Illinois coal wars

The Illinois coal wars, also known as the Illinois mine wars and several other names, were a series of labor disputes between 1898 and 1900 in central and southern Illinois.

Illinois coal wars
Battle of Virden Illinois 1898.jpg
Miners gathering at the railroad tracks in Virden on October 12, 1898.
Date1898–1900
LocationIllinois, United States
Also known asIllinois mine wars
Deathsapproximately 24

The disputes were marked by the coal company bringing in strikebreakers by train to bypass local coal miners, racial violence between black and white coal miners, most notably during the Battle of Virden on October 12, 1898, and the Pana massacre on April 10, 1899.[1][2][3][4]

In 1898, A coal strike broke out in Virden after the Chicago-Virden Coal Company refused to pay their miners union-scale wages. The strike ended with six security guards and seven miners killed, and over 30 others were injured. The company finally granted the wage increase a month after the strike. The strike in Virden is also credited with the winning of the 8-hour work day for hourly mine workers, and a memorial in the town square commemorates the battle. [5]

The same conditions and organizations were also involved in similar conflicts in two southern Illinois towns: in Lauder (now Cambria, Illinois) on June 30, 1899, and in Carterville, Illinois on September 17. At Lauder a group of African-American miners traveling by train from Pana were attacked. One woman, Anna Karr, was murdered, and about twenty others wounded. And at Carterville, five more non-union African-American miners were killed in out-and-out rioting.[6] Local juries acquitted all those accused in those attacks.[7]

After the massacre, the mine operators temporarily shut down all of Pana's mines in late June to demonstrate good faith in arbitration, and also because of their fear of violence. Because of the low wages paid by the operators, the black community was left impoverished. Many of them spent their money to get to Weir, Kansas where many of them were recruited to break up another mining strike.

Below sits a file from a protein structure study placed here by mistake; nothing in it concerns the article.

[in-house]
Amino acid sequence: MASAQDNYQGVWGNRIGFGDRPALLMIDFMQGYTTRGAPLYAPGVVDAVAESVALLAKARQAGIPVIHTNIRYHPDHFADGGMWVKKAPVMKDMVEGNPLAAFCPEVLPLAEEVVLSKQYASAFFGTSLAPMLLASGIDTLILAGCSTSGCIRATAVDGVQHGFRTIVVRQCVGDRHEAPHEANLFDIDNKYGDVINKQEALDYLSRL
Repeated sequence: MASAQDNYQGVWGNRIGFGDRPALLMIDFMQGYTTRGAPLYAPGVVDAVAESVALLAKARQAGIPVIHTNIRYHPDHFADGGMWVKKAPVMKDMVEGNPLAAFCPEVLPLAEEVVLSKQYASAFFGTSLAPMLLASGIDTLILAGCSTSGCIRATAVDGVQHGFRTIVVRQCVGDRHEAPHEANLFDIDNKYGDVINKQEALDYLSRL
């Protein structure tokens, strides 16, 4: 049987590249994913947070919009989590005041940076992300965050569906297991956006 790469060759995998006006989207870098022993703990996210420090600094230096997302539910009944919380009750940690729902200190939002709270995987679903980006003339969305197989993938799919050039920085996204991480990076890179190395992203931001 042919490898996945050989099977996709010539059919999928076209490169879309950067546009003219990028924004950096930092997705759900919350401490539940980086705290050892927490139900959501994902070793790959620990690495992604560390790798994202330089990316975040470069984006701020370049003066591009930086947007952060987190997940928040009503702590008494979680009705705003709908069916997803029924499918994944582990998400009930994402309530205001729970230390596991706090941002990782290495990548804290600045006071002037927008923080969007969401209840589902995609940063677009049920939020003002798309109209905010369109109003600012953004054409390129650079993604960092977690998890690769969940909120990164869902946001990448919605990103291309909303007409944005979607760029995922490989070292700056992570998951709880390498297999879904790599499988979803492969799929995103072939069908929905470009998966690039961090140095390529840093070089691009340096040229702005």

ContextEdit

Just southwest of Springfield, Illinois, in 1852 a newly established town called Virden quickly rose from the ground up with various businesses, churches, a doctor and the towns' first school. The completion of the Chicago and Alton Railroad helped prompt the establishment of Virden. Later during the spring of 1853 they also had dry goods as well, for stores, which brought in people.

January of 1855, areas around Virden and Virden itself went through one of the most disastrous snowstorms that they had seen. Train-cars were stuck on the railroads, and passenger cars couldn't be unloaded.[8] Following the devastating storm, although causing some setback for the town, in 1869 the first coal shaft was sunk down, and over the next few decades Virden grew to supporting 21 different coal mines. With so many mines being held up by such a small, fairly new town, mine workers got over worked and underpaid. This resulted in the United Mine Workers national coal strike in 1897, where an agreement was made in January of 1898 by all Illinois coal companies and the districts of UMW that there was going to be a new 40-cent per ton rate. Quite quickly after though, the Chicago-Virden Coal Company repealed the agreement and went down to the South, mainly Birmingham, Alabama to bring back African American strikebreakers to work in the mines, lowering the hours for the people that were striking.[9]